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Roof Stability Issues in Underground Limestone Mines in the United States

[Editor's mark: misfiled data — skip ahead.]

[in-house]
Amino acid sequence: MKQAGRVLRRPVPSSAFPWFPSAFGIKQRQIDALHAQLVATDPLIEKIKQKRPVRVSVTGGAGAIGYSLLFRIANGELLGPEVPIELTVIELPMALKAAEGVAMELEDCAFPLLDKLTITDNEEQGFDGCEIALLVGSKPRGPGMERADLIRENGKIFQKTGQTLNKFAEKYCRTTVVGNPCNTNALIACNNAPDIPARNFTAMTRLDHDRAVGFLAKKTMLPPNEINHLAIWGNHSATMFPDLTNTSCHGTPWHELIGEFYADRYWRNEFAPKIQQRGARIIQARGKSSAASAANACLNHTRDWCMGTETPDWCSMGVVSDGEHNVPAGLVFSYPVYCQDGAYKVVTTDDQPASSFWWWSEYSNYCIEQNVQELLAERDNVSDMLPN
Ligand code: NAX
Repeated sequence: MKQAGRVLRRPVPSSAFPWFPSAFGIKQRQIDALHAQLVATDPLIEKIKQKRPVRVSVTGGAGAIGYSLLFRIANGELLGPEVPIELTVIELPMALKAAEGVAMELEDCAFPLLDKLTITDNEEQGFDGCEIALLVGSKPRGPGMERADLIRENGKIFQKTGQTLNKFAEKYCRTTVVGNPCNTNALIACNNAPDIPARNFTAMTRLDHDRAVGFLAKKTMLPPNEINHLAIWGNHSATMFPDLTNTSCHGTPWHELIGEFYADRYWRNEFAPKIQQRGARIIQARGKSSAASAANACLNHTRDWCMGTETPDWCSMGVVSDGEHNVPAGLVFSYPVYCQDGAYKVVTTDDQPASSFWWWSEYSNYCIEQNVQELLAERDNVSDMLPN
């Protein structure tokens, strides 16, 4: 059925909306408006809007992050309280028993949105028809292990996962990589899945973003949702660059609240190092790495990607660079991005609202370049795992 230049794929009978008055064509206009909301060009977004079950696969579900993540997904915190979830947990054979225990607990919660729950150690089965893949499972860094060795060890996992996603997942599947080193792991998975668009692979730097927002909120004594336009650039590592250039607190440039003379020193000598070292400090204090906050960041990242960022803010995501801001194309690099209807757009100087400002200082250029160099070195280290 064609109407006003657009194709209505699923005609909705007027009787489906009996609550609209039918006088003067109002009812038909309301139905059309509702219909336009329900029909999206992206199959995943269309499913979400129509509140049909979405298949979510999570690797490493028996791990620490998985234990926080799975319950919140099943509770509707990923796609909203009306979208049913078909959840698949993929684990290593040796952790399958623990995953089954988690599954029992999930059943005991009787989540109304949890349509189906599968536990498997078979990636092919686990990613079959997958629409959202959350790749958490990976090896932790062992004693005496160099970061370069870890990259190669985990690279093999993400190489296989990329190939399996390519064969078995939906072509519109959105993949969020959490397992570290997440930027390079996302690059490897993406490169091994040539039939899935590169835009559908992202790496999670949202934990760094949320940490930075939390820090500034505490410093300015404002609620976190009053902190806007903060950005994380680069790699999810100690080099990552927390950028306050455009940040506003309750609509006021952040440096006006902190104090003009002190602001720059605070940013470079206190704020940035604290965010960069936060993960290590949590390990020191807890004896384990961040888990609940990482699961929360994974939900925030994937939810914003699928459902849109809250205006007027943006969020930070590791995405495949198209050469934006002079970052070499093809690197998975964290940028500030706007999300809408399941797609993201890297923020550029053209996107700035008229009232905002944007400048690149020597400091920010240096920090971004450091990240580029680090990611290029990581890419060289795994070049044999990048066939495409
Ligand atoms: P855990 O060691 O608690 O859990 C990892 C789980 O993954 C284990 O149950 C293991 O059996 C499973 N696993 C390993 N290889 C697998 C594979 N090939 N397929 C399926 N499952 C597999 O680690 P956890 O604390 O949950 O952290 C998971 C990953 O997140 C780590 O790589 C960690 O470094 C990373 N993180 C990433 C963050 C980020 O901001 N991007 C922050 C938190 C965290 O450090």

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    The room-and-pillar mining method is used extensively in underground limestone mines in the Eastern and Midwestern U.S. The rock mass is typically a near-horizontal, bedded deposit at relatively shallow depth. A survey of 34 mines was conducted in which data on roof spans, rock mass properties and support practices were collected as part of a National Institute for Occupational Safety and Health research project into ground control in limestone mines. The average room width is 13.5 m (44 ft), accommodating large mechanized equipment. The results show that the immediate roof beam can consist of many individual layers and can contain several near-vertical joints. In spite of the room widths, the roof is naturally stable in many mines. Observed roof instabilities can generally be related to excessive horizontal stresses or unfavorable geological structures that cause block fallout or beam failure of the bedded roof rocks. The survey showed that the rock mass quality of the limestone does not vary significantly throughout the Eastern and Midwestern U.S. Roof conditions and the need for support were found to be closely related to the thickness and competence of the first layer of limestone in the roof. The findings highlight the need to identify local geological structures and the roof beam characteristics so that support alternatives can be evaluated. Monitoring and observational technologies that are available for identifying potentially unstable roof are presented, which include: roof characterization using the Rock Fall Risk Index, automated logging of roofbolt hole drilling, microseismic monitoring and displacement monitoring.

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